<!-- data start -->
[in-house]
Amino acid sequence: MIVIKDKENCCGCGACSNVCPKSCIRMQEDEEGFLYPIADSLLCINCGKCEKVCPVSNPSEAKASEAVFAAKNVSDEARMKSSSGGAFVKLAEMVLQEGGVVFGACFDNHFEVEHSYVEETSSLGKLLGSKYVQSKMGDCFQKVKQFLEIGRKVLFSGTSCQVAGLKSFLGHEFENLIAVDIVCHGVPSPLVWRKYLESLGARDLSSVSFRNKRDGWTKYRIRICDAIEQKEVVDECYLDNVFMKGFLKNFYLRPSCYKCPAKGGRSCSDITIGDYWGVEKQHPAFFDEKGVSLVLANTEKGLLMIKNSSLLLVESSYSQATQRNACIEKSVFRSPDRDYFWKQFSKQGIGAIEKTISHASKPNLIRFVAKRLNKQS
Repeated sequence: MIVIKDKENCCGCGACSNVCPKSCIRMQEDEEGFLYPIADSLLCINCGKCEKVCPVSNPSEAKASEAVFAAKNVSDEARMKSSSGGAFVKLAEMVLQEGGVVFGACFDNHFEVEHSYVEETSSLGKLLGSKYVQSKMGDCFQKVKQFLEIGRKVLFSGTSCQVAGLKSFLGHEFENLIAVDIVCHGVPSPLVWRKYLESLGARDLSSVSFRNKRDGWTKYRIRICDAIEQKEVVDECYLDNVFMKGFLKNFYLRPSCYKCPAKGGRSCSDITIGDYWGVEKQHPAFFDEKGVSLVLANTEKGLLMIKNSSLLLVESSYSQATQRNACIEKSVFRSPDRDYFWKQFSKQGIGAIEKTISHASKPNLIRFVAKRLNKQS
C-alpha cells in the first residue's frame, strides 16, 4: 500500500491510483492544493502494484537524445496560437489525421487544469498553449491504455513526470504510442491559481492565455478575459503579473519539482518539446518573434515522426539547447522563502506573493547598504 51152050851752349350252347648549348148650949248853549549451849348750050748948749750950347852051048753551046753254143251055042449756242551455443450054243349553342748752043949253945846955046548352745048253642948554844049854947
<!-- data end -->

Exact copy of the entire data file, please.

[in-house]
Amino acid sequence: MIVIKDKENCCGCGACSNVCPKSCIRMQEDEEGFLYPIADSLLCINCGKCEKVCPVSNPSEAKASEAVFAAKNVSDEARMKSSSGGAFVKLAEMVLQEGGVVFGACFDNHFEVEHSYVEETSSLGKLLGSKYVQSKMGDCFQKVKQFLEIGRKVLFSGTSCQVAGLKSFLGHEFENLIAVDIVCHGVPSPLVWRKYLESLGARDLSSVSFRNKRDGWTKYRIRICDAIEQKEVVDECYLDNVFMKGFLKNFYLRPSCYKCPAKGGRSCSDITIGDYWGVEKQHPAFFDEKGVSLVLANTEKGLLMIKNSSLLLVESSYSQATQRNACIEKSVFRSPDRDYFWKQFSKQGIGAIEKTISHASKPNLIRFVAKRLNKQS
Repeated sequence: MIVIKDKENCCGCGACSNVCPKSCIRMQEDEEGFLYPIADSLLCINCGKCEKVCPVSNPSEAKASEAVFAAKNVSDEARMKSSSGGAFVKLAEMVLQEGGVVFGACFDNHFEVEHSYVEETSSLGKLLGSKYVQSKMGDCFQKVKQFLEIGRKVLFSGTSCQVAGLKSFLGHEFENLIAVDIVCHGVPSPLVWRKYLESLGARDLSSVSFRNKRDGWTKYRIRICDAIEQKEVVDECYLDNVFMKGFLKNFYLRPSCYKCPAKGGRSCSDITIGDYWGVEKQHPAFFDEKGVSLVLANTEKGLLMIKNSSLLLVESSYSQATQRNACIEKSVFRSPDRDYFWKQFSKQGIGAIEKTISHASKPNLIRFVAKRLNKQS
C-alpha cells in the first residue's frame, strides 16, 4: 500500500491510483492544493502494484537524445496560437489525421487544469498553449491504455513526470504510442491559481492565455478575459503579473519539482518539446518573434515522426539547447522563502506573493547598504 51152050851752349350252347648549348148650949248853549549451849348750050748948749750950347852051048753551046753254143251055042449756242551455443450054243349553342748752043949253945846955046548352745048253642948554844049854947